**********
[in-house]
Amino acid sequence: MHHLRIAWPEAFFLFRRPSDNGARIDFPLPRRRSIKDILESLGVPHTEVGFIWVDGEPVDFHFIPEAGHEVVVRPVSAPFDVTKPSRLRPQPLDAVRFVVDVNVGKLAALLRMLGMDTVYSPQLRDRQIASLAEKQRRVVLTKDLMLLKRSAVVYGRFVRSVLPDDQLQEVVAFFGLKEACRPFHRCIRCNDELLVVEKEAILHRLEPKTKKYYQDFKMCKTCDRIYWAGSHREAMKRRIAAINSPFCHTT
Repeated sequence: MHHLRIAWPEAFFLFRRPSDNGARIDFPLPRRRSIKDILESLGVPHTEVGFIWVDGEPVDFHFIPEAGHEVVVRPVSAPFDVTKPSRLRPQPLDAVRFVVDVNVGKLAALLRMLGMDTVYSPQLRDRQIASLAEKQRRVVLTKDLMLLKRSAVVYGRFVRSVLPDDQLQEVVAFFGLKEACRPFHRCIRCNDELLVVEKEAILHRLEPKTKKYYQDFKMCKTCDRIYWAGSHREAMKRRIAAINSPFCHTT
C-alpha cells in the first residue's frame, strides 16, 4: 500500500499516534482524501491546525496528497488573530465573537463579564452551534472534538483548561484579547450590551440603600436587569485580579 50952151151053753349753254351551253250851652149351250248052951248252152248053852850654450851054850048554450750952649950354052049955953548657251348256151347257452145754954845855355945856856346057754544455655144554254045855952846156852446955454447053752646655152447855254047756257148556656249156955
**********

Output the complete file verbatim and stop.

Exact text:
[in-house]
Amino acid sequence: MHHLRIAWPEAFFLFRRPSDNGARIDFPLPRRRSIKDILESLGVPHTEVGFIWVDGEPVDFHFIPEAGHEVVVRPVSAPFDVTKPSRLRPQPLDAVRFVVDVNVGKLAALLRMLGMDTVYSPQLRDRQIASLAEKQRRVVLTKDLMLLKRSAVVYGRFVRSVLPDDQLQEVVAFFGLKEACRPFHRCIRCNDELLVVEKEAILHRLEPKTKKYYQDFKMCKTCDRIYWAGSHREAMKRRIAAINSPFCHTT
Repeated sequence: MHHLRIAWPEAFFLFRRPSDNGARIDFPLPRRRSIKDILESLGVPHTEVGFIWVDGEPVDFHFIPEAGHEVVVRPVSAPFDVTKPSRLRPQPLDAVRFVVDVNVGKLAALLRMLGMDTVYSPQLRDRQIASLAEKQRRVVLTKDLMLLKRSAVVYGRFVRSVLPDDQLQEVVAFFGLKEACRPFHRCIRCNDELLVVEKEAILHRLEPKTKKYYQDFKMCKTCDRIYWAGSHREAMKRRIAAINSPFCHTT
C-alpha cells in the first residue's frame, strides 16, 4: 500500500499516534482524501491546525496528497488573530465573537463579564452551534472534538483548561484579547450590551440603600436587569485580579 50952151151053753349753254351551253250851652149351250248052951248252152248053852850654450851054850048554450750952649950354052049955953548657251348256151347257452145754954845855355945856856346057754544455655144554254045855952846156852446955454447053752646655152447855254047756257148556656249156955